The 2018 Head Red is a Shiraz blend of 15 vineyards. 80% of the fruit now comes from the Eden Valley, and 10% each from the Stonewell and Moppa vineyard. This wine is red and black fruited with good purity. It is a juicy and fruity wine, which delivers a big mouthfeel. There are some earthy characteristics here, but basically this is fruit forward. It is a big, but lively wine, which tastes much more Borossa Valley than Eden Valley, probably courtesy of the vintage.

Score: 91/+

You are probably familiar with the Northern Rhône equivalent Alex Head tries to achieve with the Blonde and the Brunette. It works really well in 2018. The 2018 Head Blonde comes from a Stonewell vineyard with clay over limestone, a rarity in the Barossa Valley. The fruit profile is similar to the Red wine, but what strikes you immediately is the elegance and smoothness of this wine. This wine goes down the palate like a treat, helped by understated acidity; very balanced with great length. There is sometimes some Viognier in this wine, but not in 2018. Yet this wine still has a lifted and sexy character. This is a Marilyn Monroe type wine.

Score: 95/+++

The 2018 Head Brunette is darker fruited (ha, ha). It comes from the highest vineyard in the Moppa subregion. The soil is typical Northern Barossa: deep red clay and ironstone. This is the most complex wine of the three. 20% whole bunch will have contributed to this. There is spice, chocolate and some gamy notes. It is a sophisticated wine, more in the tradition of Barossa, and executed very well. If we stick with actor comparisons, this is Jennifer Lopez. Personally, I preferred the Blonde, only because it is such a different expression of Barossa Shiraz and because of it sheer drinkability. 

Score: 95/++

I highly recommend these wines. They will easily go for 10 years plus.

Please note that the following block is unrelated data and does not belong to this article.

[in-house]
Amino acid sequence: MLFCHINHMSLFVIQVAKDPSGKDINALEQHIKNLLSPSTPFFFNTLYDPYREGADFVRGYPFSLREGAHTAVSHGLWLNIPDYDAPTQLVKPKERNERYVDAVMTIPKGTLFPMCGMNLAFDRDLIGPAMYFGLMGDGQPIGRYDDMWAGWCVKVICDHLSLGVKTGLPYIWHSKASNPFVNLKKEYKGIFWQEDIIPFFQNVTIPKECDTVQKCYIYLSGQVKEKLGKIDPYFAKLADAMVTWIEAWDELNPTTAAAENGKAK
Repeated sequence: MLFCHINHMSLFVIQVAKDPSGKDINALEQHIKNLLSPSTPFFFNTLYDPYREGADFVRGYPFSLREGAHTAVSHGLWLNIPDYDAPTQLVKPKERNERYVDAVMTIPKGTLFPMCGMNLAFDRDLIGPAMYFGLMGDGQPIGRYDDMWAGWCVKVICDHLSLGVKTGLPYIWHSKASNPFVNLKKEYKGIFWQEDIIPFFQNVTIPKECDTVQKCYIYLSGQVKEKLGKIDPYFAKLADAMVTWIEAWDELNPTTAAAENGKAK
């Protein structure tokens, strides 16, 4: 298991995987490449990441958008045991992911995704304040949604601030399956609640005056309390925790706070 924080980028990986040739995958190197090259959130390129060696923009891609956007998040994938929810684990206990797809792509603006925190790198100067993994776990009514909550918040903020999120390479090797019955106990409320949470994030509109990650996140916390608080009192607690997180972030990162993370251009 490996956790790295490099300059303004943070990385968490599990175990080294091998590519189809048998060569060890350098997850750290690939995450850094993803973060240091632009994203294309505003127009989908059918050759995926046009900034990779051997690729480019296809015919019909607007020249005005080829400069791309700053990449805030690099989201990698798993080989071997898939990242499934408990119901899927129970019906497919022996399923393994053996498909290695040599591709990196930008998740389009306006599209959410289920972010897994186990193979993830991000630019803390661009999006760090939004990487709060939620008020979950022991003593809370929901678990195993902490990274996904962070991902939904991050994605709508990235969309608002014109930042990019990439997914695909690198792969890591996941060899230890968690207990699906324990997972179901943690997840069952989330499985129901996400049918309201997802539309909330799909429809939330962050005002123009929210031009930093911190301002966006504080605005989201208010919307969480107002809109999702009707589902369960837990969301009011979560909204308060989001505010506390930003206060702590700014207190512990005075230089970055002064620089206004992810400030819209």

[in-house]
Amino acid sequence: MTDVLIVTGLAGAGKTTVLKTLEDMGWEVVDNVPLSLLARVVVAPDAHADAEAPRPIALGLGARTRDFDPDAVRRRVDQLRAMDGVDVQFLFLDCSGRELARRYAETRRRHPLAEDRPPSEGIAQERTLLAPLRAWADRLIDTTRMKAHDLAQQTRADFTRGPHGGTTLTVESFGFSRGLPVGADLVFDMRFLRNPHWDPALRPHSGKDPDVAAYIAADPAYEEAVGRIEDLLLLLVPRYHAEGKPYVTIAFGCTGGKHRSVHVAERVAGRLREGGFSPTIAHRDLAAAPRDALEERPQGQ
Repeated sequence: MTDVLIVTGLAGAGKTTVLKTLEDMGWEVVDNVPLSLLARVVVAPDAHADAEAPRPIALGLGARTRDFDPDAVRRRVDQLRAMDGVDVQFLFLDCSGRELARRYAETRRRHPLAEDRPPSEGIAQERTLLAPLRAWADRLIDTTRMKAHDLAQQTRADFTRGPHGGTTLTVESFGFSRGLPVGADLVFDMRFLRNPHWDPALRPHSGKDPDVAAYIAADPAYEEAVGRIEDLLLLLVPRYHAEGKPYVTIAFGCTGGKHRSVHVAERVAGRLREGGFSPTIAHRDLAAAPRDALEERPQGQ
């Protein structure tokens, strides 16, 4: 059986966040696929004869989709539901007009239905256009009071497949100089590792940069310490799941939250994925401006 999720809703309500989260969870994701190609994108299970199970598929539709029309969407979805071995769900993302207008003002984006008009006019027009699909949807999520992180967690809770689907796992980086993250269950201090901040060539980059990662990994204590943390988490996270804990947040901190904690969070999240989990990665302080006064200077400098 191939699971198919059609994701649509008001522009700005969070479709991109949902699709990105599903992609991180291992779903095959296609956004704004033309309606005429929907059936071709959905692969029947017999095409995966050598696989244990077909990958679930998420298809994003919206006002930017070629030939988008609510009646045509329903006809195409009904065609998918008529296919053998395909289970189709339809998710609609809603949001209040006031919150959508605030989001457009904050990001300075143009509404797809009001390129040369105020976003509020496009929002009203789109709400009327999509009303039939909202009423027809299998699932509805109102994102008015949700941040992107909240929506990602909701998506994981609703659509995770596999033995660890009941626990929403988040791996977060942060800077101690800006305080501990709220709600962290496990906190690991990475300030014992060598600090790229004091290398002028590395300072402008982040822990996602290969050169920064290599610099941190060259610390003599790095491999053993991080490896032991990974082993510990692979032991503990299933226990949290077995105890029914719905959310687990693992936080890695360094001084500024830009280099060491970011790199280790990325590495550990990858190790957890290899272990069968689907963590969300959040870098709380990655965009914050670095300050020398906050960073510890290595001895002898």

Tuesday, October 6, 2020

Morgon Beaujolais

 There is no denying that there is a trend towards lighter style red wines. Many Shiraz and Cabernet producers try to accommodate this by picking earlier, reducing extraction and using less new oak. Nevertheless, 'lighter' styles are gaining share. The first wave was Pinot Noir. The second wave is Rosé or Rosado or Rosato. The third wave is more subtle, but gaining traction. It is Beaujolais. 

The current Beaujolais story is a little complicated. Beaujolais is made from Gamay, a variety which is associated with fruity and easy drinking styles. Beaujolais Nouveau, released in the same year as harvested, was a big marketing success a few decades ago, but is not regarded as a serious wine by passionate wine drinkers.

However, the Beaujolais region has also created 10 cru areas, similar to the system in Burgundy. In contrast, they relate to entire village areas here rather than single vineyards as in Burgundy. If you want to get away from Beaujolais Nouveau as far as possible, you look for the 'M' villages, Morgon and Moulin-à-Vent. Wines from here tend to be darker and more tannic than the other areas. Today, I am reviewing two wines from Morgon.

On the left, is the 2018 Daniel Bouland Corcelette Vielles Vignes. This wine comes from 90 year old vines grown on sandy soils. As such, this is a pretty and charming wine. The red berry flavour is fruity, yet dry, and fills the mouth in a pleasant and satisfying way. The tannins are soft and silky. The acidity provides some grit. This wine is elegant, of medium depth and length.

Score: 92/++ 

Domaines Louis Claude Desvignes produces a wine from Corcelette as well, but this wine is the 2018 Louis Claude Desvignes Montpelain. The vines are 80 years old, and the soil is small rocks in clay. The different soil type has a major influence on the wine. This wine is darker fruited and richer in the mouth with more fruit weight. Some savoury and earthy elements add to complexity. The tannins are more muscular than in the Daniel Bouland. This is a more generous and bigger wine than many Pinot Noirs. It does not quite have the nuances or drive of a good Burgundy, but is elegant and pleasant to drink.

Score: 92/++    


Saturday, October 3, 2020

Flametree Chardonnay

 It is time for an excellent value for money proposition. Who would have thought some years ago we would talk about value for money from Margaret River.

The 2019 Flametree Chardonnay shows a classic flavour profile with citrus, passion fruit, and almond. The smartly applied French oak creates a creamy mouthfeel, supported by gentle acidity. This is a smart wine, perfectly balanced and with good length.

Score: 93/++